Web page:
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Jan 29, 2020

US Markets | Premarket: Stocks set to rise as Apple leads parade of companies reporting strong earnings

Fred Imbert, Elliot Smith



U.S. stock index futures rose on Wednesday morning as markets continue to rebound from Monday’s heavy sell-off, led by solid gains from Apple after the tech giant reported better-than-expected earnings.
At around 7:10 a.m. ET, Dow Jones Industrial Average futures were up 109 points, indicating a gain of nearly 150 points at the open. S&P 500 and Nasdaq 100 futures also pointed to strong gains at the open.
Apple shares gained more than 1% in the premarket after its quarterly results easily beat analyst expectations. The company’s results were driven in part because of an 8% uptick in iPhone sales, which totaled $55.96 billion.
“Apple pleasantly surprised investors on multiple fronts,but most importantly materially exceeded investor expectations on iPhone revenues, which returned to growth in the quarter much ahead of investor expectations,” J.P. Morgan analyst Samik Chatterjee said in a note.
McDonald’s, another Dow component, also posted better-than-expected quarterly results but the stock dropped 0.4%. Dow and ADP also reported profits that beat analyst estimates.
Traders work before the opening bell at the New York Stock Exchange (NYSE) on November 14, 2019 in New York City.
JOHANNES EISELE / AFP / Getty Images
So far, nearly 25% of S&P 500 companies have reported results for the previous quarter. Of those companies, nearly 72% have beaten analyst expectations, FactSet data shows.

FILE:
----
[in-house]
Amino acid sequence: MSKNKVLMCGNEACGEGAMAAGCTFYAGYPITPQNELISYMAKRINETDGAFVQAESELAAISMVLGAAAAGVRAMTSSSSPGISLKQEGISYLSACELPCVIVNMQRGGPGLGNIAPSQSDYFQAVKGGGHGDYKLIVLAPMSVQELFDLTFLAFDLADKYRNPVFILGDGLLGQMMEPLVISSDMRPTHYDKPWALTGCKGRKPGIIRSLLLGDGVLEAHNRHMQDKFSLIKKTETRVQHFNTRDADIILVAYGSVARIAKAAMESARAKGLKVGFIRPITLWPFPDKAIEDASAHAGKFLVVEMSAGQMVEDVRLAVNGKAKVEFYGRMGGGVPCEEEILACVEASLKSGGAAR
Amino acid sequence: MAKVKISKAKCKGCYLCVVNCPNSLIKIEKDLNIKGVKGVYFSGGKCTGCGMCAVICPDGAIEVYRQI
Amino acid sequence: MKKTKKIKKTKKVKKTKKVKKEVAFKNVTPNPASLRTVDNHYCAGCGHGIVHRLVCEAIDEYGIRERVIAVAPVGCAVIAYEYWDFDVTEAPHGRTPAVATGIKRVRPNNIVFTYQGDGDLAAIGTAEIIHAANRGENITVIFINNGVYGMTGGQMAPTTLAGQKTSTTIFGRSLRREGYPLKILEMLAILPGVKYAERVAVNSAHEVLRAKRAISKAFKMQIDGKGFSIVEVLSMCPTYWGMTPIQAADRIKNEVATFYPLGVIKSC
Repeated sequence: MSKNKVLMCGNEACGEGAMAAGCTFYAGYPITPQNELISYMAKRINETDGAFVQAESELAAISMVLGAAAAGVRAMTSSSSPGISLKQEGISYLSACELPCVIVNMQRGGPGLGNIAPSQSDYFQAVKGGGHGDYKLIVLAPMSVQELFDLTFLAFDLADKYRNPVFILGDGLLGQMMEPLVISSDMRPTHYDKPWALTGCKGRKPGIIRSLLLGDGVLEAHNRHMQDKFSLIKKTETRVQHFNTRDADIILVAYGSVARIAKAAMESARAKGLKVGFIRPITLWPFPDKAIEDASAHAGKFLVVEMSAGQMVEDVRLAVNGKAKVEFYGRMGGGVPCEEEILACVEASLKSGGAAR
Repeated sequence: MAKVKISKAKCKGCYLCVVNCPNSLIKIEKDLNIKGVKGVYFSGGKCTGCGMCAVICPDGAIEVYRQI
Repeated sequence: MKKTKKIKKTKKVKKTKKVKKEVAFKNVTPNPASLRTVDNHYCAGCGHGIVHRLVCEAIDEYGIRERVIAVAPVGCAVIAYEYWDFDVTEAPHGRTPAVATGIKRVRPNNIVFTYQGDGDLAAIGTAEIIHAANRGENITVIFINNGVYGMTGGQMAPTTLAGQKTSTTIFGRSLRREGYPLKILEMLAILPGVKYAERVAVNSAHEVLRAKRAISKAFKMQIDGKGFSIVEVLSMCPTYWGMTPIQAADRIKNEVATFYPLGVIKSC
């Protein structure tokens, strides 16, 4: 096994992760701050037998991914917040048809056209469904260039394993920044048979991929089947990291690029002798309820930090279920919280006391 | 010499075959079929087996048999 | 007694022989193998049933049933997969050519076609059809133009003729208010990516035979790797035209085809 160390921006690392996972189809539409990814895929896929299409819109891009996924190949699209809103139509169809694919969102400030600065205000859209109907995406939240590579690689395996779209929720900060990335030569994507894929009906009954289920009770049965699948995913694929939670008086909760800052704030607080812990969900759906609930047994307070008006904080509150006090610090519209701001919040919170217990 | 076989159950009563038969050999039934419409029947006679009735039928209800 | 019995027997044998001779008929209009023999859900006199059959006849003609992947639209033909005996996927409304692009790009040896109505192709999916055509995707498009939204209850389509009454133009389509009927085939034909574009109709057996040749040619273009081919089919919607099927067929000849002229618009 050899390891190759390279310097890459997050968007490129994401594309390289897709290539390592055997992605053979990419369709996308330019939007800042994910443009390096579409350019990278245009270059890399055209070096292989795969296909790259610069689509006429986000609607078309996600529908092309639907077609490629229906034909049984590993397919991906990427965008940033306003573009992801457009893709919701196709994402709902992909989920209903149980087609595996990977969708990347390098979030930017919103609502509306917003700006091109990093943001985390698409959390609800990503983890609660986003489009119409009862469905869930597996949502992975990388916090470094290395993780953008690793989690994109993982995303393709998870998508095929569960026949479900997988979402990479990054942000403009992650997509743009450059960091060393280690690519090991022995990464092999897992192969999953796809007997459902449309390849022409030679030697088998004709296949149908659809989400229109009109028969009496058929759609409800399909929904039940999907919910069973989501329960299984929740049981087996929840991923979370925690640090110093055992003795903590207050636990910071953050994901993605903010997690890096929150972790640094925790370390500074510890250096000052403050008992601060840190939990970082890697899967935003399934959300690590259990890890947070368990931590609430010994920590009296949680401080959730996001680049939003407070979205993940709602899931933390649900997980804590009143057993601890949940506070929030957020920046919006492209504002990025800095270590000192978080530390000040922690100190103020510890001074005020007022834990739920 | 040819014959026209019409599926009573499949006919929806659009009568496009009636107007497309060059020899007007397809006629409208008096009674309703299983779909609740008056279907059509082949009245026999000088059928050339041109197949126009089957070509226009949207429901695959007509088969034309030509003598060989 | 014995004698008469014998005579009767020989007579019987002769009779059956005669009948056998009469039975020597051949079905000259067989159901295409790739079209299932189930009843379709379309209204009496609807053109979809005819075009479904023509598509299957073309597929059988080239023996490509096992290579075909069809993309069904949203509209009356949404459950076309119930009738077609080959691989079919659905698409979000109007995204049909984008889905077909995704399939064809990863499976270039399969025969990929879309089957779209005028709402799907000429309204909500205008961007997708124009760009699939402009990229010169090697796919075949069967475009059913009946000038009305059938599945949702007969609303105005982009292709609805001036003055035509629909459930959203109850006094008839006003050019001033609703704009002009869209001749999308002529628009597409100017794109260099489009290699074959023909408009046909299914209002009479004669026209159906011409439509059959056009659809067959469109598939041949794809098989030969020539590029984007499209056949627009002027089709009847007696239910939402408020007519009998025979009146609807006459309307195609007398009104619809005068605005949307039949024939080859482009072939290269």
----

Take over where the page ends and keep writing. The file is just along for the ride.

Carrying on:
Wednesday’s gains were capped, however, by a 2.4% loss in Boeing shares. The aerospace giant’s stock declined after Boeing said it expects 737 Max costs to roughly double what the company expected.
Wednesday’s gains come after the Dow snapped a five-day losing streak with a gain of more than 180 points. That move up helped the major indexes recover some of the losses from the largest sell-off of the year, which happened Monday amid global concern over the spread of the Chinese coronavirus.
Chinese officials said late Tuesday that the death toll has risen to 132 with total cases in China now standing at 5,974. The White House told U.S. airlines on Tuesday that the administration is considering a suspension of flights from China to the U.S.
Investors will be closely watching the U.S. Federal Reserve on Wednesday afternoon, as the central bank convenes for its first monetary policy meeting of the decade.
The main interest rate is widely expected to hold steady in the 1.50% to 1.75% range, but the market will likely be attuned late in the session to Fed Chair Jerome Powell’s speech, particularly any comments about the Fed’s repo program or the potential economic impact of the coronavirus outbreak.

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